What does this mean? For Kiwi crime writing fans it means the elusive author Alix Bosco, who won last year’s Ngaio Marsh Award, will appear on stage at the 2011 awards where he/she is also a finalist with her book Slaughter Falls . Last year’s no show sparked wild conjecture as to who Alix Bosco is. Suspects include Greg McGee, Rosie Scott, television writer Maxine Fleming, and former Prime Minister Helen Clark !
Other finalists for the award for best crime, mystery, or thriller novel written by a New Zealand citizen or resident, published in New Zealand during the previous year:
As well as the Boo Radley moment in New Zealand crime publishing, the awards evening will feature international authors Tess Gerritsen and John Hart. It should be an great event in the TelstraClear Club at Hagley Park on Sunday 21 August. Get your tickets now.
Much like this post, Rod Rees’ Winter is the first in a series. I found it, literally, in a box of new books I was unpacking. It looks delicious – shiny, with an old-fashioned globe on the front. It also has a killer series title – The Demi-Monde. Further inspection reveals it lives up to its promise.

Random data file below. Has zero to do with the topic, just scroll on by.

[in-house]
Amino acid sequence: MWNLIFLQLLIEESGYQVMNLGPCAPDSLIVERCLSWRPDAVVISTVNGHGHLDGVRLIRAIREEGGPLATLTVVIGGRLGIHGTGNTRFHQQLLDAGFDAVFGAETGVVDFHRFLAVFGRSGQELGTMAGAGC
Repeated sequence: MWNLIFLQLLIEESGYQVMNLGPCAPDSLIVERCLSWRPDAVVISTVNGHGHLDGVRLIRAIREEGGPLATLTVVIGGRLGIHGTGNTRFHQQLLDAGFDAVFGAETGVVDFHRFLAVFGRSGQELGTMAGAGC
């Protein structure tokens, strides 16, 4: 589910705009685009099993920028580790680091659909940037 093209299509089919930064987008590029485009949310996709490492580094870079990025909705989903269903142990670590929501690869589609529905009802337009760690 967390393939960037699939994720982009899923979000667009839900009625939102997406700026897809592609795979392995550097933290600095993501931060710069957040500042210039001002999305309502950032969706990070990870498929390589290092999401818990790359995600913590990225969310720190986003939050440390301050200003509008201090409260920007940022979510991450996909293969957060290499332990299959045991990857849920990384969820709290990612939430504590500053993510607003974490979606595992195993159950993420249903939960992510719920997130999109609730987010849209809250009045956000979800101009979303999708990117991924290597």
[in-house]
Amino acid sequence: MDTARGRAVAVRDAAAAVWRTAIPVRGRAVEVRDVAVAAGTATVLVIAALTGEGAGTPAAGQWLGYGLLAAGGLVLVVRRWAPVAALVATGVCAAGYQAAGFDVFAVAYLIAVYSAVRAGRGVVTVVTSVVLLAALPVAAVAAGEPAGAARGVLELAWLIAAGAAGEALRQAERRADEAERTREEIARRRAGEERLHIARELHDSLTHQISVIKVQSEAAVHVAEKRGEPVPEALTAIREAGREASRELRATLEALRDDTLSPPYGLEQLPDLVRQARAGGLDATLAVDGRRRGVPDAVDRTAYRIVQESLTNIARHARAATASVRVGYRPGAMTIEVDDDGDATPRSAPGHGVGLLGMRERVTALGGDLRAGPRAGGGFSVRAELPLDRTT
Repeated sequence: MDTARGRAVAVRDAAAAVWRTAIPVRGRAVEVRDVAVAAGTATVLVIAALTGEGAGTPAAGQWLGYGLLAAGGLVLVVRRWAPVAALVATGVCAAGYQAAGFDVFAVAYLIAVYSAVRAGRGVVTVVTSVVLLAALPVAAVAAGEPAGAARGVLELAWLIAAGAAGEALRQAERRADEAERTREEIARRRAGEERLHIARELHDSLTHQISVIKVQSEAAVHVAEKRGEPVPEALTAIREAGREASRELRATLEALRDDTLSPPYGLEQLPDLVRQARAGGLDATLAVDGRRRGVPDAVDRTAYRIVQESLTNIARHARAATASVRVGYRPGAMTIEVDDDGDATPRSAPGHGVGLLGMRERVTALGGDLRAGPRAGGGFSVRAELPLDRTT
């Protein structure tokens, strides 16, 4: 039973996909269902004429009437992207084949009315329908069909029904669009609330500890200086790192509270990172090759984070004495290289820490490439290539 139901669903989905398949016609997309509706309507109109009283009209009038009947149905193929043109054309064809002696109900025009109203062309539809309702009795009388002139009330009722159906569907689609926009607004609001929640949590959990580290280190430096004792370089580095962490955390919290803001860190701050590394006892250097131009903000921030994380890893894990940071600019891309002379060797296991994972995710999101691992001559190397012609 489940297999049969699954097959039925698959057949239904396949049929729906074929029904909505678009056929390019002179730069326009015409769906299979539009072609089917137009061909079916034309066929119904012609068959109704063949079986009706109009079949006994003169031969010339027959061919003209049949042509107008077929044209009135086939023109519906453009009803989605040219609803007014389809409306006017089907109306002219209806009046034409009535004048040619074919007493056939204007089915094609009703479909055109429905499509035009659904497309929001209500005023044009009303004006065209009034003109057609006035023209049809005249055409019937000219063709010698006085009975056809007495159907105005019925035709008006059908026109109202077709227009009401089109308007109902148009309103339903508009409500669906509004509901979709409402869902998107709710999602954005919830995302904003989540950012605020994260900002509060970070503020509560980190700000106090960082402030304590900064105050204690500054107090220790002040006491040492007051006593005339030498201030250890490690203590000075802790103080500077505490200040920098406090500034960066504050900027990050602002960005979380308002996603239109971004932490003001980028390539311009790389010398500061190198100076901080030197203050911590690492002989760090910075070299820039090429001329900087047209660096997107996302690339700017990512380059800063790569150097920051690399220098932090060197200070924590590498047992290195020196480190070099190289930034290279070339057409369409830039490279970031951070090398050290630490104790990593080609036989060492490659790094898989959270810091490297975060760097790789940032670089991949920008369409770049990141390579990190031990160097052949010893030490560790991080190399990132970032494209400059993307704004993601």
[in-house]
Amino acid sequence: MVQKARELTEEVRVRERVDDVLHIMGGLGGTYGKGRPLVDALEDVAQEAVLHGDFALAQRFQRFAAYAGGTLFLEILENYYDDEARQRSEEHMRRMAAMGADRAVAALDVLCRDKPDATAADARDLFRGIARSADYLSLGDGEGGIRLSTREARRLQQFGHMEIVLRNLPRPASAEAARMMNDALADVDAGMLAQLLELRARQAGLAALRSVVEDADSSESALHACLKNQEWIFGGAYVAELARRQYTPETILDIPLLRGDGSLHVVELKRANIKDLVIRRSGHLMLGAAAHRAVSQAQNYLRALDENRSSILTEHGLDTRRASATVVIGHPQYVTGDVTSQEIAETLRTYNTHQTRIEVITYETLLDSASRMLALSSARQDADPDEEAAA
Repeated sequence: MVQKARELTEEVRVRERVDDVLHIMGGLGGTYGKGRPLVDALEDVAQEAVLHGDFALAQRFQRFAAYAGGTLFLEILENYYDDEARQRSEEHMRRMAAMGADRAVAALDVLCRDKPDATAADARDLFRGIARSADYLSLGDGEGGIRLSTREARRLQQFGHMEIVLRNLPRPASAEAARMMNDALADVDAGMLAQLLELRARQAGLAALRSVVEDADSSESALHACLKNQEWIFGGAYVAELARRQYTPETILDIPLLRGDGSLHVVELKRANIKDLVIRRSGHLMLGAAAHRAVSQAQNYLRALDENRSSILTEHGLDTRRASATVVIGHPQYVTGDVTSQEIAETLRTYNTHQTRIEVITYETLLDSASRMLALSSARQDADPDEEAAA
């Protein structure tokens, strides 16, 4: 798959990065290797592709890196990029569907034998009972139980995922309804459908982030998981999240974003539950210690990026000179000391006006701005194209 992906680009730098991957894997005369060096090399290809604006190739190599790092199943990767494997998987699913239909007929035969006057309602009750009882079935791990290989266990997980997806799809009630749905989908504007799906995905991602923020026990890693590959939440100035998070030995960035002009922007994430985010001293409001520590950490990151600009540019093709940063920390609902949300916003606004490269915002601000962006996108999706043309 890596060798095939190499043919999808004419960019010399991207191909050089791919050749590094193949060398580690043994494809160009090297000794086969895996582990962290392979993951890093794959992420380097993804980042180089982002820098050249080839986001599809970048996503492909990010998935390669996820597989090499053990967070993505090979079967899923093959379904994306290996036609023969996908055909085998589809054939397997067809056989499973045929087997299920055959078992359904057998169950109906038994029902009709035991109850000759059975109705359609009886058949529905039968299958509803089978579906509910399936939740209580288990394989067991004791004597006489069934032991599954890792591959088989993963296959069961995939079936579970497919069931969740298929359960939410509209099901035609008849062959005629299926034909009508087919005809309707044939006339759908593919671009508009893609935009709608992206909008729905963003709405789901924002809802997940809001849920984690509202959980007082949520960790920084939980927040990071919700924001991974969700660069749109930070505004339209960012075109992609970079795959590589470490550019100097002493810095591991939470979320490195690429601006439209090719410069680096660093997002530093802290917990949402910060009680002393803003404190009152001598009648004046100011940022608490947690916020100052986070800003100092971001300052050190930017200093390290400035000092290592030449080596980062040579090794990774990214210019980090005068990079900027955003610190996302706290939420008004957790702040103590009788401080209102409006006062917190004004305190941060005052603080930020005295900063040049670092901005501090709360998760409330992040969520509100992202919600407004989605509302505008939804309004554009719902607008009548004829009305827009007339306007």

The premise is that the United States military has developed a virtual reality training programme that fully immerses soldiers in a created world. Locked in a kind of Victorian steampunk era, the Demi-Monde is populated with historical figures, and not nice ones.
In order to replicate the reality of today’s ‘asymmetric warfare’, with its unholy mix of terrorism, warlords, drug cartels and factions, the world is divided into four quarters, each with a particular social or religious profile, then stacked with despots and megalomaniacs, from Crowley to Heydrich, Robespierre to Beria, and more.
It sounds complicated, but it isn’t, once you get the hang of it. The sympathetic lead is a young woman called Ella who (for various reasons) is the only one who can enter the world and save the President’s kidnapped daughter. From this angle, it’s a simple thriller adventure plot.
I have to say the characters aren’t as easy to bond with as I’d have liked, but the story and the audacious concept make up for this. It’s an incredibly detailed and beautifully realised world, and I’m hanging out for number two already. Oh, and as an ‘extra for experts’ kind of bonus, the website for the books is a thing of true beauty.
One out of the box is a regular series of new material available at your library.